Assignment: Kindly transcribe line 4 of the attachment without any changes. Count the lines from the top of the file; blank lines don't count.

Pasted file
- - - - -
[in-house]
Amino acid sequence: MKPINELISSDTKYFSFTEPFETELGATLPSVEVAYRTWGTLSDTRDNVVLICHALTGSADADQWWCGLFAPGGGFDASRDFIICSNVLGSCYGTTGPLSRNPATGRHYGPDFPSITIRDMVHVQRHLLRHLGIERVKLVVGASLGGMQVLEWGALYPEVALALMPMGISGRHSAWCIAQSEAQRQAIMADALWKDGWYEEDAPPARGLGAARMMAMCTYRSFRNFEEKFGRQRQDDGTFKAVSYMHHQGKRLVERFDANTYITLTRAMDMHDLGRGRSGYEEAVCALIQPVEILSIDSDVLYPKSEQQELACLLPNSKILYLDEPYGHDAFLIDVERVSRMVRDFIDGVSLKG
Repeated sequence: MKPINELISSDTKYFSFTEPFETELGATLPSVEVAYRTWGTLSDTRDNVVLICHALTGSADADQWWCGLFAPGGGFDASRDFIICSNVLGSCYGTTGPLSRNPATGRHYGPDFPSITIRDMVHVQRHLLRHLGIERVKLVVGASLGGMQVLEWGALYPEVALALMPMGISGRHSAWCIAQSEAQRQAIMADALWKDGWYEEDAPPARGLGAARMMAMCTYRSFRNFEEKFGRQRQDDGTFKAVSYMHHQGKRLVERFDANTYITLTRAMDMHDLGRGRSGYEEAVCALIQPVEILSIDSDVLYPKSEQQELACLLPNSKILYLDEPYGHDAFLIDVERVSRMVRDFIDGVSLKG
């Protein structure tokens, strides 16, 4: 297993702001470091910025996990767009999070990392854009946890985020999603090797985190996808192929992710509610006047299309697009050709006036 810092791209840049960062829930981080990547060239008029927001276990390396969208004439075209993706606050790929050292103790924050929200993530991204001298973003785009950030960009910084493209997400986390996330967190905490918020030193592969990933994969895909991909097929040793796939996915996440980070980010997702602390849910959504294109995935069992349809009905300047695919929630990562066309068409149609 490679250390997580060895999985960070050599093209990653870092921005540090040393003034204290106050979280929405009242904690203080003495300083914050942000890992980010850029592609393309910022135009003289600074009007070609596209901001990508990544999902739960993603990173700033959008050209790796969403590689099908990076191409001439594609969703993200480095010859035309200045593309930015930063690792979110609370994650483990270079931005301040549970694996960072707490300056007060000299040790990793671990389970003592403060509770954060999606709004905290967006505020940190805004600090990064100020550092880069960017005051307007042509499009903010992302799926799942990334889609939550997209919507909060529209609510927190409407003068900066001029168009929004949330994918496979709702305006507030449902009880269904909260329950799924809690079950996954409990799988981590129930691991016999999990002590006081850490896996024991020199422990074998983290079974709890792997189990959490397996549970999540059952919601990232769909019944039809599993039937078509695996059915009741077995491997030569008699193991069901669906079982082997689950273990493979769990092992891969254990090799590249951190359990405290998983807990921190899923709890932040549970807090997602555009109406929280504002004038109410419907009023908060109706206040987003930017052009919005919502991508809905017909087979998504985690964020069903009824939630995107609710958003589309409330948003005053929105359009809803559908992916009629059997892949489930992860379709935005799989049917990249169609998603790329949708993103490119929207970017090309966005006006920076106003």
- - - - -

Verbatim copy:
């Protein structure tokens, strides 16, 4: 297993702001470091910025996990767009999070990392854009946890985020999603090797985190996808192929992710509610006047299309697009050709006036 810092791209840049960062829930981080990547060239008029927001276990390396969208004439075209993706606050790929050292103790924050929200993530991204001298973003785009950030960009910084493209997400986390996330967190905490918020030193592969990933994969895909991909097929040793796939996915996440980070980010997702602390849910959504294109995935069992349809009905300047695919929630990562066309068409149609 490679250390997580060895999985960070050599093209990653870092921005540090040393003034204290106050979280929405009242904690203080003495300083914050942000890992980010850029592609393309910022135009003289600074009007070609596209901001990508990544999902739960993603990173700033959008050209790796969403590689099908990076191409001439594609969703993200480095010859035309200045593309930015930063690792979110609370994650483990270079931005301040549970694996960072707490300056007060000299040790990793671990389970003592403060509770954060999606709004905290967006505020940190805004600090990064100020550092880069960017005051307007042509499009903010992302799926799942990334889609939550997209919507909060529209609510927190409407003068900066001029168009929004949330994918496979709702305006507030449902009880269904909260329950799924809690079950996954409990799988981590129930691991016999999990002590006081850490896996024991020199422990074998983290079974709890792997189990959490397996549970999540059952919601990232769909019944039809599993039937078509695996059915009741077995491997030569008699193991069901669906079982082997689950273990493979769990092992891969254990090799590249951190359990405290998983807990921190899923709890932040549970807090997602555009109406929280504002004038109410419907009023908060109706206040987003930017052009919005919502991508809905017909087979998504985690964020069903009824939630995107609710958003589309409330948003005053929105359009809803559908992916009629059997892949489930992860379709935005799989049917990249169609998603790329949708993103490119929207970017090309966005006006920076106003």